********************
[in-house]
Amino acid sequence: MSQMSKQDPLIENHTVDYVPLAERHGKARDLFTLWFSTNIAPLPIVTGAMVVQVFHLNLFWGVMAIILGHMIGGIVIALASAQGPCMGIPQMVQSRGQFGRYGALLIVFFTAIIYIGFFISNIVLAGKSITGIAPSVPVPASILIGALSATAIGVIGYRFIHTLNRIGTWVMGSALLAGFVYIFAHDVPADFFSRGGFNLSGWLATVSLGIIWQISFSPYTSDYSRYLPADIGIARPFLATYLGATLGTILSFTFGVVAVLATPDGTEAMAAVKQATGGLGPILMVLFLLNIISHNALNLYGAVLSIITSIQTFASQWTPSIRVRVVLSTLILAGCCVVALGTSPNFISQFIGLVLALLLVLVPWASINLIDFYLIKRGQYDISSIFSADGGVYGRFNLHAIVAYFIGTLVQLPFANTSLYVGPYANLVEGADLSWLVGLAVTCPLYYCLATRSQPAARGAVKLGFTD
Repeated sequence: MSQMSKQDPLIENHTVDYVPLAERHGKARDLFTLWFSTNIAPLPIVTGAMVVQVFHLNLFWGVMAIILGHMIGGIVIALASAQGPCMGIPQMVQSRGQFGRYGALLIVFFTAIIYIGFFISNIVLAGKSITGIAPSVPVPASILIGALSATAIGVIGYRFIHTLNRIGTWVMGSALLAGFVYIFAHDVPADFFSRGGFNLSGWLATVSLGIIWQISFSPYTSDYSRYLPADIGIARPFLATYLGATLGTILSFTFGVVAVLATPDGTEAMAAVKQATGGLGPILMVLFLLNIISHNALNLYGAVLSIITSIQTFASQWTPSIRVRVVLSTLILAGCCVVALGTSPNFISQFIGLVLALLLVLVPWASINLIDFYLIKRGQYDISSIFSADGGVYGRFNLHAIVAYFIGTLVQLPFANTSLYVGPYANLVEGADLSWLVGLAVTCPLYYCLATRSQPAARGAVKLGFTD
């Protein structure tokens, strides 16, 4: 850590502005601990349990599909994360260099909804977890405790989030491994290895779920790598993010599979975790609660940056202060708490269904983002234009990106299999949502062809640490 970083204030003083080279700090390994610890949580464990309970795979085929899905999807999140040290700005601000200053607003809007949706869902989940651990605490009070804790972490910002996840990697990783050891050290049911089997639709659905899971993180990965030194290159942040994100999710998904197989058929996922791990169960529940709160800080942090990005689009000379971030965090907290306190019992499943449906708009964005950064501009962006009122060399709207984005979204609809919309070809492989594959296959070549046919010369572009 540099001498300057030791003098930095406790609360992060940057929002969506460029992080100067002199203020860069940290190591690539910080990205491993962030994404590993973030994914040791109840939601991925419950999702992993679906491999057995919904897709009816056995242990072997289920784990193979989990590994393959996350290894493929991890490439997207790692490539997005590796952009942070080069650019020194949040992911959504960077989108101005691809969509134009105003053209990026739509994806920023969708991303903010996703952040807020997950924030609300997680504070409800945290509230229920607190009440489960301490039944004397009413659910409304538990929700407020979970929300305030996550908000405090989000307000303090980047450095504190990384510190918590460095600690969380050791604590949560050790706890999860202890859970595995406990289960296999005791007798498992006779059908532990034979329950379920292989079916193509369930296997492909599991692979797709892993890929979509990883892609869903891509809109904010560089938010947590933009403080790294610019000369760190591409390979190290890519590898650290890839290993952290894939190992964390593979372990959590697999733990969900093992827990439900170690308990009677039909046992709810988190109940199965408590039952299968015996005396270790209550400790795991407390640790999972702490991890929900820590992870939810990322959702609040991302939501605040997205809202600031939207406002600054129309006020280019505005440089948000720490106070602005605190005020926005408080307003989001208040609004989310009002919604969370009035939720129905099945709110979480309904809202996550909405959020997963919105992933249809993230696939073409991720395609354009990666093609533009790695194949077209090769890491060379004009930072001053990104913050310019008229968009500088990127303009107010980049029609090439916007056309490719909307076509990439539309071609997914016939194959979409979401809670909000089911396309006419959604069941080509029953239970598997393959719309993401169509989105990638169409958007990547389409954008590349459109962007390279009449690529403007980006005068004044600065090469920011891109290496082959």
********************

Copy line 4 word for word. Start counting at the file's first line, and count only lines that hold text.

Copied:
């Protein structure tokens, strides 16, 4: 850590502005601990349990599909994360260099909804977890405790989030491994290895779920790598993010599979975790609660940056202060708490269904983002234009990106299999949502062809640490 970083204030003083080279700090390994610890949580464990309970795979085929899905999807999140040290700005601000200053607003809007949706869902989940651990605490009070804790972490910002996840990697990783050891050290049911089997639709659905899971993180990965030194290159942040994100999710998904197989058929996922791990169960529940709160800080942090990005689009000379971030965090907290306190019992499943449906708009964005950064501009962006009122060399709207984005979204609809919309070809492989594959296959070549046919010369572009 540099001498300057030791003098930095406790609360992060940057929002969506460029992080100067002199203020860069940290190591690539910080990205491993962030994404590993973030994914040791109840939601991925419950999702992993679906491999057995919904897709009816056995242990072997289920784990193979989990590994393959996350290894493929991890490439997207790692490539997005590796952009942070080069650019020194949040992911959504960077989108101005691809969509134009105003053209990026739509994806920023969708991303903010996703952040807020997950924030609300997680504070409800945290509230229920607190009440489960301490039944004397009413659910409304538990929700407020979970929300305030996550908000405090989000307000303090980047450095504190990384510190918590460095600690969380050791604590949560050790706890999860202890859970595995406990289960296999005791007798498992006779059908532990034979329950379920292989079916193509369930296997492909599991692979797709892993890929979509990883892609869903891509809109904010560089938010947590933009403080790294610019000369760190591409390979190290890519590898650290890839290993952290894939190992964390593979372990959590697999733990969900093992827990439900170690308990009677039909046992709810988190109940199965408590039952299968015996005396270790209550400790795991407390640790999972702490991890929900820590992870939810990322959702609040991302939501605040997205809202600031939207406002600054129309006020280019505005440089948000720490106070602005605190005020926005408080307003989001208040609004989310009002919604969370009035939720129905099945709110979480309904809202996550909405959020997963919105992933249809993230696939073409991720395609354009990666093609533009790695194949077209090769890491060379004009930072001053990104913050310019008229968009500088990127303009107010980049029609090439916007056309490719909307076509990439539309071609997914016939194959979409979401809670909000089911396309006419959604069941080509029953239970598997393959719309993401169509989105990638169409958007990547389409954008590349459109962007390279009449690529403007980006005068004044600065090469920011891109290496082959």